Anyway, I’m as guilty as all of you that are reading this. Unless you don’t have a Facebook and renounce other forms of online communication. But of course, we must remember, that the problem isn’t only restricted to Facebook or other sites like it. It’s a global – internet – problem. The idea that the internet was supposed to open our minds and allow us to be constantly informed about things has been realized in some ways and failed in others. I get the general sense that the majority of people who use the internet merely use it in a way that reinforces their existing beliefs. They read things that espouse their own opinions, rather than challenge them. And this problem isn’t even restricted to the internet itself. It’s a problem in all of global media. I mean just turn on Fox News or any of the MSM (Main Stream Media) networks. It’s all self-serving crap for the most part. We aren’t challenged anymore.
All we’re told to do now is sit around with our eyes glazed over while the latest status updates trickle down a back-lit screen. It’s numbing. I suppose I’m trying to explain why this has lead me to desire isolation so much so in order to rid myself of this numbness. This is bigger than heartbreak. I’ve generally liked to attempt to live my life predicated on the idea that everything in moderation is good. It’s best not to polarize oneself. And I find that the Facebook increasingly does this. Polarizes oneself to extreme narcissism.
There’s a great article I need to post soon about loneliness and the internet. I mean, you don’t think each one of these status updates, or at least a large majority of them are cries of desperation? A cry to be heard? By someone? Anyone?
Things are just moving to fast. I’ve tired of having to log on every 10 minutes to check the latest in my news feed. I’d rather write here about a topic. Or read a book. I mean for Christ’s sake… our society’s obsession with Facebook only builds upon a collective national mindset that is increasingly oriented around instant-gratification. We should listen to our Mother’s more. Yeah, I realize there are plenty in the political sphere who like to speak of America’s inevitable Imperial Decline… but you know it’s not even about that. It’s our collective failure as a citizenry. All we care about its ourselves, and we couldn’t give a shit about anyone else. It’s all about me, me, me. And the Facebook is perhaps the epitome of that.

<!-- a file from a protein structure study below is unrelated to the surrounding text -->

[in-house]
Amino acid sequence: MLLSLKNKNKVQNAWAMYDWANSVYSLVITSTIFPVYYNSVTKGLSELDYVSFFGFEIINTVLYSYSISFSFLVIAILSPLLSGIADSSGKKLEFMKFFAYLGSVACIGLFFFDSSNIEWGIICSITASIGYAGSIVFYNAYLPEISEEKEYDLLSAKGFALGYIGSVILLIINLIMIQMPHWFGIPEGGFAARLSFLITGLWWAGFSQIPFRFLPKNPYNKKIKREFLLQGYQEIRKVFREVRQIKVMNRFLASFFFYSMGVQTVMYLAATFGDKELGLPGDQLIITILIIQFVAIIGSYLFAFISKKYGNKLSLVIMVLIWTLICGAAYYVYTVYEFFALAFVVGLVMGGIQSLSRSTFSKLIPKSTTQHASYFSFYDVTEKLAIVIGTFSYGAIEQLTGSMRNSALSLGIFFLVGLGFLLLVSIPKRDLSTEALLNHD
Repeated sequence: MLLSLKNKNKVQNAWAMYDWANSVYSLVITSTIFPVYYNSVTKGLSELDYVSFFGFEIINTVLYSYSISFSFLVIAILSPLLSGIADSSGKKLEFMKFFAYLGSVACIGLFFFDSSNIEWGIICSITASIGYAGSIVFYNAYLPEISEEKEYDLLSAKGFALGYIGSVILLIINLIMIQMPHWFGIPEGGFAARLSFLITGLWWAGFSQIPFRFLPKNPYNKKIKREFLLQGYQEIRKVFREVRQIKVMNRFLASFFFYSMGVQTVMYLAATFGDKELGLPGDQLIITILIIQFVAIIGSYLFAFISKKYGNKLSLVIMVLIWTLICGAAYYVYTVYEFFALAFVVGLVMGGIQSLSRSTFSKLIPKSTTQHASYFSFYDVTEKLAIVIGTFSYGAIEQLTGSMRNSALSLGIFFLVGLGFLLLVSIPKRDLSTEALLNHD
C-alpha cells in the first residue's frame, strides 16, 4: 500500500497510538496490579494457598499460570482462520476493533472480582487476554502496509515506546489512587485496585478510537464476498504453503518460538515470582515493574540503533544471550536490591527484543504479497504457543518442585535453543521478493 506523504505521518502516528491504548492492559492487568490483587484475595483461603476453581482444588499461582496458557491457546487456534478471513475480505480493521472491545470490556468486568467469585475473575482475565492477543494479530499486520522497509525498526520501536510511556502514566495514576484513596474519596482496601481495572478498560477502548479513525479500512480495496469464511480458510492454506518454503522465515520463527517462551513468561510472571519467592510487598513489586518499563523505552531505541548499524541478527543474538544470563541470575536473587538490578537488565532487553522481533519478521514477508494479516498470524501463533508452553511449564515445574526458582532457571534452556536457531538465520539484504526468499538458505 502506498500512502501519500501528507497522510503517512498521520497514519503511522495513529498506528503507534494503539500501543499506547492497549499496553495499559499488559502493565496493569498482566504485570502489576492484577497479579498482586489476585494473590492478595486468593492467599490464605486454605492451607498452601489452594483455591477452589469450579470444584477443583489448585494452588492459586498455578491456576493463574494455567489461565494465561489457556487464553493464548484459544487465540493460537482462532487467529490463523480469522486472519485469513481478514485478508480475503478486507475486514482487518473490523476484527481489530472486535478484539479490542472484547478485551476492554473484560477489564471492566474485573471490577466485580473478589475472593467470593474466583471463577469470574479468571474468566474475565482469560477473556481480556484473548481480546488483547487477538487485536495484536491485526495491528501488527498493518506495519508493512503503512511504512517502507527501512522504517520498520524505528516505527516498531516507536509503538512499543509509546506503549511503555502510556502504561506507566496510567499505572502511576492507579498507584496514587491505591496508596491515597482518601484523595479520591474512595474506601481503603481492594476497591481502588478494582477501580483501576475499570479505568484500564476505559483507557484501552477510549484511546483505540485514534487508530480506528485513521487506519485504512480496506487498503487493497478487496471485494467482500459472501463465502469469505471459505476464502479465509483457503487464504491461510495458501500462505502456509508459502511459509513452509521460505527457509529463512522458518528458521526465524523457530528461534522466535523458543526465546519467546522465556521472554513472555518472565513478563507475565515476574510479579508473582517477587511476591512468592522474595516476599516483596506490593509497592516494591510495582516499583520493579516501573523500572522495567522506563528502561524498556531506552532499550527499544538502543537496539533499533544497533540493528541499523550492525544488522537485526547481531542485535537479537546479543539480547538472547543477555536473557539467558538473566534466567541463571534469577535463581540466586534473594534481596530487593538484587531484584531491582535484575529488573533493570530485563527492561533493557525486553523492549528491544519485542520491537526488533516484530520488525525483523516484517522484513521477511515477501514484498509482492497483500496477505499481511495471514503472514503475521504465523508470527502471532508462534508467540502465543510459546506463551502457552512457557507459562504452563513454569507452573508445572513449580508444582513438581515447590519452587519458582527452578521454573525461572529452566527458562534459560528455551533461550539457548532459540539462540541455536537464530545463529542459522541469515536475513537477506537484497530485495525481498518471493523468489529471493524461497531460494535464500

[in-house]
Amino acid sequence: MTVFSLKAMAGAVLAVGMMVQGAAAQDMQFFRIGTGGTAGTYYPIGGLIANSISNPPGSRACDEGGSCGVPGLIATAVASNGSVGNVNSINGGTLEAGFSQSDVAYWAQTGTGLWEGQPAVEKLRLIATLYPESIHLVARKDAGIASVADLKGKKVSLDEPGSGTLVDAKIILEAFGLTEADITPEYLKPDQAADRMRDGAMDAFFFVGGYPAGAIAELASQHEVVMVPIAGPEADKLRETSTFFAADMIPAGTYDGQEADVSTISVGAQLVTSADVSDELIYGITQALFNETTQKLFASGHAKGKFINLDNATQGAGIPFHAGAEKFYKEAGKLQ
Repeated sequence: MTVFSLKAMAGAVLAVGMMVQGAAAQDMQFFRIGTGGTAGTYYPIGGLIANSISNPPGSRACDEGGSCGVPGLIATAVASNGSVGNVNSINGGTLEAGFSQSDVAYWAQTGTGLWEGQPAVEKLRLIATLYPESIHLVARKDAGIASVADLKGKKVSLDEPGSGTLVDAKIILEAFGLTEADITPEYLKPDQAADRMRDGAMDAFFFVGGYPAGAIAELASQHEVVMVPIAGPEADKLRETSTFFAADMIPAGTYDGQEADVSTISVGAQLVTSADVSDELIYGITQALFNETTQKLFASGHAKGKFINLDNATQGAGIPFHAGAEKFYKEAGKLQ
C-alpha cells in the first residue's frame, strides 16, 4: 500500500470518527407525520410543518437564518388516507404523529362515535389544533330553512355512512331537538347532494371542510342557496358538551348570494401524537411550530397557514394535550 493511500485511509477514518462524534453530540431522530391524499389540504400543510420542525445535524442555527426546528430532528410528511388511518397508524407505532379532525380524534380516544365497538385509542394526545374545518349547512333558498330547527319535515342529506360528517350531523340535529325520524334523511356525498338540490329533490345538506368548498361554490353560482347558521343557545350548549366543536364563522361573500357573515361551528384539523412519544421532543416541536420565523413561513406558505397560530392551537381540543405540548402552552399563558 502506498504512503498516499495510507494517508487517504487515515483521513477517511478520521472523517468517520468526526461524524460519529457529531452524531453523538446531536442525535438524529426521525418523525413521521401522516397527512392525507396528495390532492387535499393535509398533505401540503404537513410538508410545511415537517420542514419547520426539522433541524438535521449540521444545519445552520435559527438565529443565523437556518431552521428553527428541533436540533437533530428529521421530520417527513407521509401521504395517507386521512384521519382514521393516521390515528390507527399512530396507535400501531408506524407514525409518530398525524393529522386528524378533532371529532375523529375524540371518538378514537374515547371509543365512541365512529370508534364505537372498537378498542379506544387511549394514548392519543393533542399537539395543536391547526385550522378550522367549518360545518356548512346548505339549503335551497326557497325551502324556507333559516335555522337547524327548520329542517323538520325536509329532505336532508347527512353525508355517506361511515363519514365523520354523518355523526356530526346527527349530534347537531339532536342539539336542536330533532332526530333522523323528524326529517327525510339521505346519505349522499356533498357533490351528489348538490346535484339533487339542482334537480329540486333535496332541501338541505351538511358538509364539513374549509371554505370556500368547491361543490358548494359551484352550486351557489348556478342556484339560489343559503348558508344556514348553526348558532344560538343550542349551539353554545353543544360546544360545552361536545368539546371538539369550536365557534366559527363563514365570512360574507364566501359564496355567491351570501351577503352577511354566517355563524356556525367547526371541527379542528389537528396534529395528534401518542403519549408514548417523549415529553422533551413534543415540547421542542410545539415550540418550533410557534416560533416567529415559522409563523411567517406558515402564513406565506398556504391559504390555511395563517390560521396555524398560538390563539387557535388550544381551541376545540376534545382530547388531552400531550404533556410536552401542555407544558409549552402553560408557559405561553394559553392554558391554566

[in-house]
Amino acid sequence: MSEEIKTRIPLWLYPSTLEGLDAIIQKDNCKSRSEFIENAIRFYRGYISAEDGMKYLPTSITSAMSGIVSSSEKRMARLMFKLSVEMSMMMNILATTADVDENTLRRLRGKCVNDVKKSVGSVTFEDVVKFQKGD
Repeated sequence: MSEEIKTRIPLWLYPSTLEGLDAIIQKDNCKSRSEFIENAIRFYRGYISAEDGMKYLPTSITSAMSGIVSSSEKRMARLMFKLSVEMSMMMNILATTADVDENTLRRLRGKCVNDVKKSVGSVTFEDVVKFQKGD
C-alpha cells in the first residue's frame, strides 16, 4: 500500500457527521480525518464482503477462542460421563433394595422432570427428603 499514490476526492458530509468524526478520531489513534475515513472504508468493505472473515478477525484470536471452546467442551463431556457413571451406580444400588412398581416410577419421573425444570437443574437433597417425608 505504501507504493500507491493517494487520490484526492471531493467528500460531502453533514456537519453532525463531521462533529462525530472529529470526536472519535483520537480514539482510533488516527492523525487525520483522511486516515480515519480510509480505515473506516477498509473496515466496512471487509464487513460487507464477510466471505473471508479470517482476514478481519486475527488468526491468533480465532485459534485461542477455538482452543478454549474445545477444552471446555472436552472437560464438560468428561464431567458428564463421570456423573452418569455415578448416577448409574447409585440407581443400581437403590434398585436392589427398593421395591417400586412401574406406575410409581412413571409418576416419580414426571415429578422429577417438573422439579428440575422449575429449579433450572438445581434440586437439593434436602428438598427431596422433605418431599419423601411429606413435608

So I will not be deactivating my Facebook. Wait a second. After writing that tirade against it, you’d think I would, probably. Well, I’ll tell ya what I’m going to do. Undoubtedly, it would be far more liberating to simply deactivate the whole damn thing and just sit down and read Thoreau by candlelight. But I do have people that I am close with who I have no way to stay in contact with except through – you guessed it – the Facebook. As much as I crave isolation, I must at least alert my close friends in Lebanon and around the world to contact me by email or another method. I must update my status, I must broadcast, in the most self-serving manner, my recusing of the Facebook and ultimate withdrawal into isolation from such tools of communication.
Gotta love hypocrisy. In America, we practice it as an art. Ha. Anyway… to end things on a lighter, more humorous note… here’s my cry of desperation at the moment. I used to have a boyfriend who took interest in what I said and wrote. I think… I think I would like a man who does precisely that. No, not a man to follow my Facebook status updates, to check who comments on them or ‘likes’ them. But one who takes a genuine interest in what I write, who can challenge me on what I write. I used to know a man like this. But he disappeared in human smoke (also the name of a very good book about the Interwar Period). So to conclude, if you are between the ages of 18-28, are male, preferably athletic, and you enjoyed reading this and would like to engage in some good, old fashioned discourse, please drop me a line.
Good day to you all.